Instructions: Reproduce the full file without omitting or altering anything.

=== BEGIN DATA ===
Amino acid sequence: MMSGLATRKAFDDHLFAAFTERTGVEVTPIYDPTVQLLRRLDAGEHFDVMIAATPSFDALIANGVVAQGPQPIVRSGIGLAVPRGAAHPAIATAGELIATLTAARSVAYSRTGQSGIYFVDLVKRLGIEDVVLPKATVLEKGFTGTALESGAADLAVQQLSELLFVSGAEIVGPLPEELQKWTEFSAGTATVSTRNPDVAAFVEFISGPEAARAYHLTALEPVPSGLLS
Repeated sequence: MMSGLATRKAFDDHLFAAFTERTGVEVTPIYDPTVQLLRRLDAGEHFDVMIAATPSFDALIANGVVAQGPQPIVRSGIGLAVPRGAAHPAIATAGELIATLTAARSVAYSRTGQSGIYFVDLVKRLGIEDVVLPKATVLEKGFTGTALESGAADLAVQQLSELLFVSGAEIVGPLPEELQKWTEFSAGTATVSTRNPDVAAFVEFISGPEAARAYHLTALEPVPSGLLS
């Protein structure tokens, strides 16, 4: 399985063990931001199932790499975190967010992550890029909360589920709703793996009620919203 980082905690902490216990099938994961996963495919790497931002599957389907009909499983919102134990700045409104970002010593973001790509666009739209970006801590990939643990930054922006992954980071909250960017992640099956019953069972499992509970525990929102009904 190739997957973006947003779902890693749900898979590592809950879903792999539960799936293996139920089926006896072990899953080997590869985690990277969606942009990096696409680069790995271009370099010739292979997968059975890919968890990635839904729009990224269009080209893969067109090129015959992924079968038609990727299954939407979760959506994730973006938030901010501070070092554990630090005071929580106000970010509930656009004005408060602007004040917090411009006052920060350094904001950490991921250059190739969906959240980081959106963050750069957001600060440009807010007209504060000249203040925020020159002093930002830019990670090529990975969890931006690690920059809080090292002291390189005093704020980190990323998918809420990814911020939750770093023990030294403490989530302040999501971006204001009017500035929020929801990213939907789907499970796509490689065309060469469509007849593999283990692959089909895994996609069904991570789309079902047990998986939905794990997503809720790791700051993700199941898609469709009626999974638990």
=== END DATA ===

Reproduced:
Amino acid sequence: MMSGLATRKAFDDHLFAAFTERTGVEVTPIYDPTVQLLRRLDAGEHFDVMIAATPSFDALIANGVVAQGPQPIVRSGIGLAVPRGAAHPAIATAGELIATLTAARSVAYSRTGQSGIYFVDLVKRLGIEDVVLPKATVLEKGFTGTALESGAADLAVQQLSELLFVSGAEIVGPLPEELQKWTEFSAGTATVSTRNPDVAAFVEFISGPEAARAYHLTALEPVPSGLLS
Repeated sequence: MMSGLATRKAFDDHLFAAFTERTGVEVTPIYDPTVQLLRRLDAGEHFDVMIAATPSFDALIANGVVAQGPQPIVRSGIGLAVPRGAAHPAIATAGELIATLTAARSVAYSRTGQSGIYFVDLVKRLGIEDVVLPKATVLEKGFTGTALESGAADLAVQQLSELLFVSGAEIVGPLPEELQKWTEFSAGTATVSTRNPDVAAFVEFISGPEAARAYHLTALEPVPSGLLS
């Protein structure tokens, strides 16, 4: 399985063990931001199932790499975190967010992550890029909360589920709703793996009620919203 980082905690902490216990099938994961996963495919790497931002599957389907009909499983919102134990700045409104970002010593973001790509666009739209970006801590990939643990930054922006992954980071909250960017992640099956019953069972499992509970525990929102009904 190739997957973006947003779902890693749900898979590592809950879903792999539960799936293996139920089926006896072990899953080997590869985690990277969606942009990096696409680069790995271009370099010739292979997968059975890919968890990635839904729009990224269009080209893969067109090129015959992924079968038609990727299954939407979760959506994730973006938030901010501070070092554990630090005071929580106000970010509930656009004005408060602007004040917090411009006052920060350094904001950490991921250059190739969906959240980081959106963050750069957001600060440009807010007209504060000249203040925020020159002093930002830019990670090529990975969890931006690690920059809080090292002291390189005093704020980190990323998918809420990814911020939750770093023990030294403490989530302040999501971006204001009017500035929020929801990213939907789907499970796509490689065309060469469509007849593999283990692959089909895994996609069904991570789309079902047990998986939905794990997503809720790791700051993700199941898609469709009626999974638990």